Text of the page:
Unit 1012 Cover Photo

Unit 1012 Cover Photo

Wednesday, May 27, 2015


            We, the comrades of Unit 1012, wish Tracie Joy McBride, a happy 40 year old birthday, as we remember she was born on this date, May 27, 1975. We will remember how Tracie live and not remember how she died. We encourage people to donate money to the Tracie Joy McBride Scholarship Fund

Tracie Joy McBride

Tracie's Story

She was the pride of her family, school, community, and church- -a girl who captured the hearts of many with her radiant smile, joyful presence, and commitment to living life with an outward focus.  She made her family proud with her commitment to excellence in all that she did and using her God-given musical gifts to bring Him glory while bringing joy to others.  She made her school proud with her commitment to strong leadership and academic excellence, including 13 years straight of perfect attendance.  She made her church proud with her commitment to being the hands and feet of Jesus with a heart to serve.  She made her community proud with her commitment to bringing quality leadership into her neighborhood with a welcoming spirit and a focus on being an involved citizen.   In 1994, as she bounced with a spring in her step from home, to church, to work, to school to visit former teachers, and to her  recruiter’s office, she was making all of them proud again as she beamed with news that she would be leaving in just a week to serve in the United States Army. 

She was a proud servicewoman who quickly captured the attention of her leaders and was awarded for her excellence in leadership and fortitude. No doubt, she was expected to do great things as she continued her training in linguistics on the West Coast and then headed south.  The woman who made such an impact on her community in Minnesota was quick to make her mark in Texas until one fateful night, just nine days after her arrival, it was all stripped away. 

On February 18, 1995, Tracie Joy McBride was the victim of a random stranger abduction, sexual assault, and brutal beating at the hands of a former Army Ranger who left her to die alone in a secluded area.  The community of San Angelo, Texas, along with all of Minnesota, extended resources, support, prayers, and hope to bring her home alive.  Two weeks later, a breaking news message hit the airwaves: “Body of Minnesota Soldier Found.”   The pride of Centerville was gone.  Though she was only in Texas for 9 days, hundreds of people gathered for a memorial service before her body was flown home for thousands who gathered to mourn her loss.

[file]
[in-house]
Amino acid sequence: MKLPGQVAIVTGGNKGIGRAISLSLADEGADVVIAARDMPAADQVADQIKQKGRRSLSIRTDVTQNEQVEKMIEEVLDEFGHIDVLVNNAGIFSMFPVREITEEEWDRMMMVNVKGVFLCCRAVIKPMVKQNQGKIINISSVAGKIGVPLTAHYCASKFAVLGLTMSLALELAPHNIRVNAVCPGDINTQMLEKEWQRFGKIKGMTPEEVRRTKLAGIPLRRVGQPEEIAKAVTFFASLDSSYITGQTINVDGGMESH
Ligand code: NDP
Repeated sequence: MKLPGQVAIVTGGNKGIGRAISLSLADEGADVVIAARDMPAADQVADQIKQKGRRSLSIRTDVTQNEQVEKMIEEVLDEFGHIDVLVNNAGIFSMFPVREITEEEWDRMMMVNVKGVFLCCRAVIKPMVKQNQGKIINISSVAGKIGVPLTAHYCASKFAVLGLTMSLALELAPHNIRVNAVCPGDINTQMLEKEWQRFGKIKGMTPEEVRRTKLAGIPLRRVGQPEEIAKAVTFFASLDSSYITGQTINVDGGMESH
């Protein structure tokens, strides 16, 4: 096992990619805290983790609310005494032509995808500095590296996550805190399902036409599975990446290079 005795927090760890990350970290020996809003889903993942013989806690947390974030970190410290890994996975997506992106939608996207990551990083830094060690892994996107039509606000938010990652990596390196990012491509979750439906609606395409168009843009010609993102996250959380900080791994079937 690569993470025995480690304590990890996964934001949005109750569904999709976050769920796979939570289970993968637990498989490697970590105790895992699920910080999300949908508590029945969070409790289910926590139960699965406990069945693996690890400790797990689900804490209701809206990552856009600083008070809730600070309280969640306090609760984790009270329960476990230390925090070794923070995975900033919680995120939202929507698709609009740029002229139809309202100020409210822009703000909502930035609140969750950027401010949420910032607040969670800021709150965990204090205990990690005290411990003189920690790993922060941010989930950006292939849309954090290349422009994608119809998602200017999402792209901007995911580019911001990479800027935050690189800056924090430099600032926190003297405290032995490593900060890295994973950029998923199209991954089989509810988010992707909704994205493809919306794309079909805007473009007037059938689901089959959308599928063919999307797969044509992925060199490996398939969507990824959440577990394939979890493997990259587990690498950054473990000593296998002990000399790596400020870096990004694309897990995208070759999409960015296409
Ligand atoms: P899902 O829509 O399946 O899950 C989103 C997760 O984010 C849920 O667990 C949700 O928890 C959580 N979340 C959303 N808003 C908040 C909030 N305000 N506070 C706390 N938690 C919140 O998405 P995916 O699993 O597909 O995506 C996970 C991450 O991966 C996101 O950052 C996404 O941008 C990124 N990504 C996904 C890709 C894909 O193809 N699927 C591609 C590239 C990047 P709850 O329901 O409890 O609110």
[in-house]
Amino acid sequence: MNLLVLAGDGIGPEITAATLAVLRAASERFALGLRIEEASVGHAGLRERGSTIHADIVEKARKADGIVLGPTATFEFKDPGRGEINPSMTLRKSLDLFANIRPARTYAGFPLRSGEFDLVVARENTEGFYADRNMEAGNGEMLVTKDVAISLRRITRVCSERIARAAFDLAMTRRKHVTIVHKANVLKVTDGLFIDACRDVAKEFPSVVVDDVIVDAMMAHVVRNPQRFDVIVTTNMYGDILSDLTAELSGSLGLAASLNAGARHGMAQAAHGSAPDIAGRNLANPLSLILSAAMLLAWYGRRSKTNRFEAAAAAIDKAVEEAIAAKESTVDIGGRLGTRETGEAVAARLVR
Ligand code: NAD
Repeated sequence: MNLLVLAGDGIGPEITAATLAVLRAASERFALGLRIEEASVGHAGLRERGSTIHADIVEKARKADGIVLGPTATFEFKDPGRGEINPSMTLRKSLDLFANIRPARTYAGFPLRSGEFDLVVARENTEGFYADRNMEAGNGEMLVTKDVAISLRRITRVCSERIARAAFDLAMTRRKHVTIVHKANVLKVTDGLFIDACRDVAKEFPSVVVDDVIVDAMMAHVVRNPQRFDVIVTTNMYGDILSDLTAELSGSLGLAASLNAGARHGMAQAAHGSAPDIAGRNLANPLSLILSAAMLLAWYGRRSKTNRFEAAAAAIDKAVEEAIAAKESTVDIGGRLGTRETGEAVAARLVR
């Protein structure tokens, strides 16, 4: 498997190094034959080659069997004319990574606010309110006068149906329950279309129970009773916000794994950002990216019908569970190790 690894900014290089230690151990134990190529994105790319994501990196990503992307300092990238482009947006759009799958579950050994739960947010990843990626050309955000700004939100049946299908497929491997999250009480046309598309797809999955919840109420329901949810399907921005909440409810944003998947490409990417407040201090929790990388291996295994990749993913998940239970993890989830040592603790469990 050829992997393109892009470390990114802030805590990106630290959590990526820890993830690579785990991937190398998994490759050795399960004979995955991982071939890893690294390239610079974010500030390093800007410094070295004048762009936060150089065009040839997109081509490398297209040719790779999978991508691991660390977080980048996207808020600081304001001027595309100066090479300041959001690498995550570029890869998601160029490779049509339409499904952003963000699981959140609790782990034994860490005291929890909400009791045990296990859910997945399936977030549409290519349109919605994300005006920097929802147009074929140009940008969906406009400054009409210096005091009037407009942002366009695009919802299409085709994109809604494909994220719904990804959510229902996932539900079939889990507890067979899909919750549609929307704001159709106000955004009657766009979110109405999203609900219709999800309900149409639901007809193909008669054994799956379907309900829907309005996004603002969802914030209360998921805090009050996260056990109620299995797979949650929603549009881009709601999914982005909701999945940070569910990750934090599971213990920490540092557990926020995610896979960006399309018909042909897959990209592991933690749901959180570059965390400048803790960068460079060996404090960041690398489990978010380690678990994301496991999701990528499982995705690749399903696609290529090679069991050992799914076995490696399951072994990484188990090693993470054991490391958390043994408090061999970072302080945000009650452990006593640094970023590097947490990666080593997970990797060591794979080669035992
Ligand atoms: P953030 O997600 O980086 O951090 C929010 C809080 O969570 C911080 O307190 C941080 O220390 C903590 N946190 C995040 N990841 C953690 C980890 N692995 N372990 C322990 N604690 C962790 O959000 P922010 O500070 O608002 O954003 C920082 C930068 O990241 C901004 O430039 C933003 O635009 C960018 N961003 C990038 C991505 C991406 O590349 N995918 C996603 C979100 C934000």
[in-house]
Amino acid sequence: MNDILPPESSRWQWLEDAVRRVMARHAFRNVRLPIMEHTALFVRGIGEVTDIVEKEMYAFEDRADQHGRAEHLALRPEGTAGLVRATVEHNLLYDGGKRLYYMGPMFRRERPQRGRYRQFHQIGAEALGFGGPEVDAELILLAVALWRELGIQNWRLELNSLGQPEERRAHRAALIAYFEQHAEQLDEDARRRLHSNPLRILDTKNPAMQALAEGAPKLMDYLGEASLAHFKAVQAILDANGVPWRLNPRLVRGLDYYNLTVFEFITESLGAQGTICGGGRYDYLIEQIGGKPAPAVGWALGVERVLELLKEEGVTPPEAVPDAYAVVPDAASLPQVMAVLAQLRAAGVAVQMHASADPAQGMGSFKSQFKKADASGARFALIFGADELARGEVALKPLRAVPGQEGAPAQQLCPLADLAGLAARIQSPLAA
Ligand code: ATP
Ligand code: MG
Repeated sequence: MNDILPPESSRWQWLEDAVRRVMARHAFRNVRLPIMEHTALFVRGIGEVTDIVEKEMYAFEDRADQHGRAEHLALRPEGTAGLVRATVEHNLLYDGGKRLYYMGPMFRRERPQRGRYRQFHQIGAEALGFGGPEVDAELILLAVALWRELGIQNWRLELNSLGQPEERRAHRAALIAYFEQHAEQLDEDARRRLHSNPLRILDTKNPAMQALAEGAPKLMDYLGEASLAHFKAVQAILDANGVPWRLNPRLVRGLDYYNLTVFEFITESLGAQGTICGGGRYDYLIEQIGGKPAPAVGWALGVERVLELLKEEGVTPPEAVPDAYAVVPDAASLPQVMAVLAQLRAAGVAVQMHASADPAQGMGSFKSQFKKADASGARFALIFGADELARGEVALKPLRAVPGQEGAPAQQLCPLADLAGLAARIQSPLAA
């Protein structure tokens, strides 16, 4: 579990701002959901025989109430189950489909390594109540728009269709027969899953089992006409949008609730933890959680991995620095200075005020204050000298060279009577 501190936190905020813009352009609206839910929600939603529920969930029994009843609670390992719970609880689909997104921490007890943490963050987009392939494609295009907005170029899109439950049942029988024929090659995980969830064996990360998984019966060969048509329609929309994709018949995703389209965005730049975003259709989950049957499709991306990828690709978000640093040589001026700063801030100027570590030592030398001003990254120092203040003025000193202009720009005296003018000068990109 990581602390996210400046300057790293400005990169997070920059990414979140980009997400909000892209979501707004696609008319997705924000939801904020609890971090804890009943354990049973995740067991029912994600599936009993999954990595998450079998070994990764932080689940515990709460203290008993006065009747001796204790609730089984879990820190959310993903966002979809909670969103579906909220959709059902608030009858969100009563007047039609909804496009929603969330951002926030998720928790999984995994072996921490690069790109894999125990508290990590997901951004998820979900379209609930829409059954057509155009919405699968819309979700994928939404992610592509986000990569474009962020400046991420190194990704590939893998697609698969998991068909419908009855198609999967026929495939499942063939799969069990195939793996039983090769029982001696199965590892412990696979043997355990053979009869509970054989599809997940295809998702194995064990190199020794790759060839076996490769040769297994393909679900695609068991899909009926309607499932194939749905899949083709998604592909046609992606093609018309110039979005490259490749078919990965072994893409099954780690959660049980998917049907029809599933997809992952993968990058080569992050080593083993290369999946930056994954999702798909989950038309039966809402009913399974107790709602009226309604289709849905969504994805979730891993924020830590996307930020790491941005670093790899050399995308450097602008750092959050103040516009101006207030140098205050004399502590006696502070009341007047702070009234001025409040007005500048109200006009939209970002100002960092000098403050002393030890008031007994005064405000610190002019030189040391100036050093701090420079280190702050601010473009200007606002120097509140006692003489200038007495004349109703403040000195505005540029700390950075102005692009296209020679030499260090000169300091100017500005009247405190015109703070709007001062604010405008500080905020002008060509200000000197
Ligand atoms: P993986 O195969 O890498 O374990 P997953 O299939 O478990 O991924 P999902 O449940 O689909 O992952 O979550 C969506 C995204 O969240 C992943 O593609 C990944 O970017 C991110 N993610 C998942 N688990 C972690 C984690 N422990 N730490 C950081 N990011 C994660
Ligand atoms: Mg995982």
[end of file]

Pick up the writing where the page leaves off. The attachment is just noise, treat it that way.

While tears flowed, all who were present on that day had the opportunity to reflect on the true measure of living a meaningful life.  Though Tracie lived only 19 short years, her life exemplified that the success of one’s life is not determined by the quantity of years, but by the quality of how one uses the moments they have been given.  Tracie was a young woman destined for greatness…she lived with character, she used her life and talents to serve and bless others, she was committed to academic and professional excellence, and she was a natural joy producer.  Though her physical life ended, her family recognized that her life painted a picture of using life not for personal gain but rather for the purpose of bringing quality and joy to others thereby naturally increasing the quality of one’s own life. This was her legacy that could influence people for years to come.

We dedicate this song to her and her family, as she was a soldier.

"Mansions of the Lord" is a hymn written by Randall Wallace and set to the music of Nick Glennie-Smith.


"Mansions" was originally written for the 2002 film We Were Soldiers, and was performed by the United States Military Academy Glee Club and the Metro Voices.

The hymn also served as the recessional in the 2004 funeral of President Ronald Reagan. That rendition was sung by the Armed Forces Chorus with the United States Marine Chamber Orchestra.

The hymn is featured on the CD of the same name by the Morriston Orpheus Choir from Wales.

Reagan Services's 'Mansions of the Lord'

Film Anthem a Highlight of National Cathedral Memorial Event

June 14, 200412:00 AM
At the end of the memorial service for President Ronald Reagan at the National Cathedral in Washington, D.C., the U.S. Armed Forces Chorus and the U.S. Marine Chamber Orchestra gave a stirring rendition of the song "The Mansions of The Lord."

Audio for this performance — and for the performance of the hymn "O Love of God, How Strong and True (Jerusalem)," by C. Hubert Parry and sung by the Cathedral Choirs of Men, Boys and Girls during the service — is above.

"The Mansions of the Lord" was written by Nick Glennie-Smith, with words by Randall Wallace, for the 2002 film We Were Soldiers, starring Mel Gibson. The movie version was by the United States Military Academy Glee Club and Metro Voices and is on the original soundrack.

Below are Randall Wallace's lyrics.

The Mansions of the Lord

To fallen soldiers let us sing

Where no rockets fly nor bullets wing

Our broken brothers let us bring

To the Mansions of the Lord

No more bleeding, no more fight

No prayers pleading through the night

Just divine embrace, eternal light

In the Mansions of the Lord.

Where no mothers cry and no children weep

We will stand and guard though the angels sleep

Through the ages safely keep

The Mansions of the Lord.


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